Monday, February 23, 2009

D&D class overview (V): The less-than-awesome

On the final issue of these series, I'll comment on the Warlock and its huge issues, and the Ranger, which is plain terrible.

The poor warlock doesn't really deserve to be left alone with a ranger. In fact, nobody does. That's why they are given animal companions.

Disclaimer: since writing this piece, I have played a bit more with warlocks and changed slightly my opinion on them. Despite their flaws, warlocks work really well in play. Better, in fact, than some classes I haven't judged so harshly. Nevertheless, they remain the most frustrating characters in the game to build and level up, each pact build feeling like a premade character, so much of what I said below stands.

These couple are, in my opinion, the most broken classes in the game. By broken here I don't mean power level (since Rangers are right there at the top), but design. Both the Warlock and Ranger suffer multiple, serious flaws that, in my opinion, detract from a fun play experience. The Warlock annoys me the most, since it actually has a lot going for it. Its set of class features is the best one in the game, being both fun and flavorful: the pact boons provide a nice minigame of cursing as many enemies as possible and collecting their death bonuses, while shadow walk cleverly compensates the low defenses and, together with prime shot, makes movement very relevant.

If only moving other ranged characters was half as interesting as the warlock! Sadly, several important flaws spoil what would otherwise be an amazing class. To begin with, there is the absolute lack of choice concerning at-will powers. This is most aggravating because all pact powers are awesome, yet you are forced to take the completely uninteresting Eldritch Blast. But it would be an issue even if the Blast wasn't as boring. The ability to actually choose an at-will power would make Humans the most appealing race for warlocks... if it weren't for the Multiple Ability Score issue, which negates that choice.

For a class that already has a reduced range of options, the split between Charisma powers and Constitution powers is devastating. Warlocks of a given pact look more similar to one another than any other class build in the game. Only Star Pact characters achieve some degree of diversity, but that's only because they are (unsuccesfully) struggling to have a playable power selection. This, added to the lack of variety in feats and equipment inherent to non weapon-based characters, makes building and levelling Warlocks a real pain. To be fair, playing them is still pretty amusing.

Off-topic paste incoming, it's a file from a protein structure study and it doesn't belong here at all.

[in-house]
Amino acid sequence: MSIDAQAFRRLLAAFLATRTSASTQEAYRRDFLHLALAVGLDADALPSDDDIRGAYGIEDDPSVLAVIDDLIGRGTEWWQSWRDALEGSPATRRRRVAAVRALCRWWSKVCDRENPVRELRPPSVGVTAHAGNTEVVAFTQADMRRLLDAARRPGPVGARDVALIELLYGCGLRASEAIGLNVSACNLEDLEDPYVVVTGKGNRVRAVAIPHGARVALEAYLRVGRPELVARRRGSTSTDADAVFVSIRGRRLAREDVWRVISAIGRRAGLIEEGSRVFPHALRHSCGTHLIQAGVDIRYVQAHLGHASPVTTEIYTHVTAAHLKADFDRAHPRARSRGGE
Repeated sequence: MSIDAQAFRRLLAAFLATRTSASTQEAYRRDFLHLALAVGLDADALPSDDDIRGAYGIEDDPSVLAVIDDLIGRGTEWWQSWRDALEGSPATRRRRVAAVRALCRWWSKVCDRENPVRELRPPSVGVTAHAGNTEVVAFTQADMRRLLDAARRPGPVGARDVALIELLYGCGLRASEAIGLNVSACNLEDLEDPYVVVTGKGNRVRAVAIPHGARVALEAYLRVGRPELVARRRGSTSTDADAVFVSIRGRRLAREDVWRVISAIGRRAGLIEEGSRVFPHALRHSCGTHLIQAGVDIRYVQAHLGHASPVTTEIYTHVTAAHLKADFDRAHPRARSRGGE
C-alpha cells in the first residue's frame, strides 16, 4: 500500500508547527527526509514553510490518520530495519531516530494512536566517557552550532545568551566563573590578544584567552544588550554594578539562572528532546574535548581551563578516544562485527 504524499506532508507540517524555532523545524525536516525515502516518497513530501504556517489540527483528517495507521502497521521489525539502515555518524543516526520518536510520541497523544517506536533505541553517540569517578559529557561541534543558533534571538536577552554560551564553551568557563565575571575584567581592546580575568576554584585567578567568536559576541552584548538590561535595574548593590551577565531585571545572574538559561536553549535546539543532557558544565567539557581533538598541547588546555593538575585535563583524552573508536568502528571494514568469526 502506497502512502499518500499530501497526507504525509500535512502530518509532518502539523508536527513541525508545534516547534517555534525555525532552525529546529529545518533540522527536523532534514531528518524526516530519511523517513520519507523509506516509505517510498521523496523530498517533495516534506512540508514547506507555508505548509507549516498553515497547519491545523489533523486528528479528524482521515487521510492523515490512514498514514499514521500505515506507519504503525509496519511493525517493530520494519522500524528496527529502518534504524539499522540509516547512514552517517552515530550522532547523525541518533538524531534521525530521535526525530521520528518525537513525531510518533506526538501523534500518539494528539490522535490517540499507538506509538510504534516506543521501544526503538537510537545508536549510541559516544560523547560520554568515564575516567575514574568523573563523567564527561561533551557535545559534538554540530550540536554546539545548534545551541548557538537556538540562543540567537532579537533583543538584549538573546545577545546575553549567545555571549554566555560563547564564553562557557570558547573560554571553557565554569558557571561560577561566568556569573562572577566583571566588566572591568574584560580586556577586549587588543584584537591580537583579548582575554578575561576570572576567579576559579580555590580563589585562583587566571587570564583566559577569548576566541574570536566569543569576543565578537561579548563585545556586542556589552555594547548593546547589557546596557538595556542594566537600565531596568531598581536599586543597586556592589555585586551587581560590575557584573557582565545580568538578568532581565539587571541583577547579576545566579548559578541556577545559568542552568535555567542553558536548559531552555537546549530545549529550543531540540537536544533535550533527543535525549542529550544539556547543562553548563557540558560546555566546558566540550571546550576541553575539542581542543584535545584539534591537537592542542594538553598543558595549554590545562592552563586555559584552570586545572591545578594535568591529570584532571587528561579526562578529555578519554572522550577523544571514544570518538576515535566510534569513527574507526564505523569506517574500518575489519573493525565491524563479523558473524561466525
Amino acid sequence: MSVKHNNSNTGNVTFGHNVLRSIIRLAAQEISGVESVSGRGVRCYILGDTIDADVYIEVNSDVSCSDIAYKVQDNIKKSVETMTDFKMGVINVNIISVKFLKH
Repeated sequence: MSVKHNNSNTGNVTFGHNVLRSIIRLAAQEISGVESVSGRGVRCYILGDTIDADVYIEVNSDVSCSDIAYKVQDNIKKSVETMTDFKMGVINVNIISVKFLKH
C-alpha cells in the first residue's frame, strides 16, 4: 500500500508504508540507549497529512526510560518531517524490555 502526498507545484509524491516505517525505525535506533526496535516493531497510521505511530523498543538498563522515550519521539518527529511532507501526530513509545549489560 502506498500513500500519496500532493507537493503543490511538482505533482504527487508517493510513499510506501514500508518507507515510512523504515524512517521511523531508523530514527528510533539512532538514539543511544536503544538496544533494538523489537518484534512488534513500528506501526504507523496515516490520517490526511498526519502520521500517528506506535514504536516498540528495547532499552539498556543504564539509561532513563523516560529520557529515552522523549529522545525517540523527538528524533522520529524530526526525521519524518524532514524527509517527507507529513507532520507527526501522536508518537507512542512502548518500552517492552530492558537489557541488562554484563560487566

The same can't be said of the Ranger, which is without a doubt the most flawed profession in the Player's Handbook. The features are terrible, and the different builds laughable. Hunter's Quarry does its striking job, and the ability to wield large off-hand weapons is rather cool, but the rest is almost worthless. Melee rangers somehow gain Prime Shot, which isn't that useful for archers to begin with. And fighting styles are a joke: the only reason for an archer to ever pick Archery Style is to gain access to paragon paths.

I really, really hate ranger at-wills. It boils down to this: you have Twin Strike, and filler for the rare cases where TS isn't the best possible attack, such as having only one arrow left or losing your off-hand weapon. The problem is not that TS makes rangers overpowered (which it probably does, in some cases), but that it greatly reduces design space for at-wills, as it's almost impossible to make a damage-focused attack that is competitive with TS but not really overpowered. Come on, Careful Attack, the power that sacrifices strength for precision, is less accurate than TS, and would still be if its bonus was raised to +4. It doesn't help that all non-TS powers except sometimes Nimble Strike are useless.

The gameplay is as repetitive as it gets: spend encounter powers, use Twin Strike over and over. Positioning is more or less pointless, since getting a quarry is easy, and requires no upkeep. Archers could make an effort to use Prime Shot, but most of the time the best idea is to lock on a Quarry, then run away as far as possible, since bow range is virtually infinite on.

Still, there are some good things, such as the Beast Mastery build from Martial Power, which adds some very needed coolness without increasing power even more. I think the pet is a great idea, even if the implementation is a bit too complex for my tastes. At first sight, beast powers look slightly weak, but I'd have to see them in play to be certain. Another interesting contribution is the concept of hybrid powers that work on different ability scores depending on the build. While they have clunky wordings, they might be used to fix other classes that have different abilities for each build.

Next: The fixes start!

1 comment:

  1. My solution for Warlocks: ditch Intelligence. Or don't, it doesn't matter depending on build.

    Solution 1: Lysander Windrider. Oh hey, Constitution x2 on powers? I want my AWESOMENESS back.

    Solution 2: Wanna be a charisma based pansy? It's okay, you're a bit less effective, but who likes kicking ass in the first place? Paragon Multiclass sorcerer and just abandon all hope of being intelligent or having good riders (unless you're a dark pact warlock in which case Intelligence hardly ever comes into play). Now you've got two ability scores contributing to damage AND your warlock's curse damage.

    Still not as good as a Genasi Wizard in my opinion but, meh, that's not really a problem...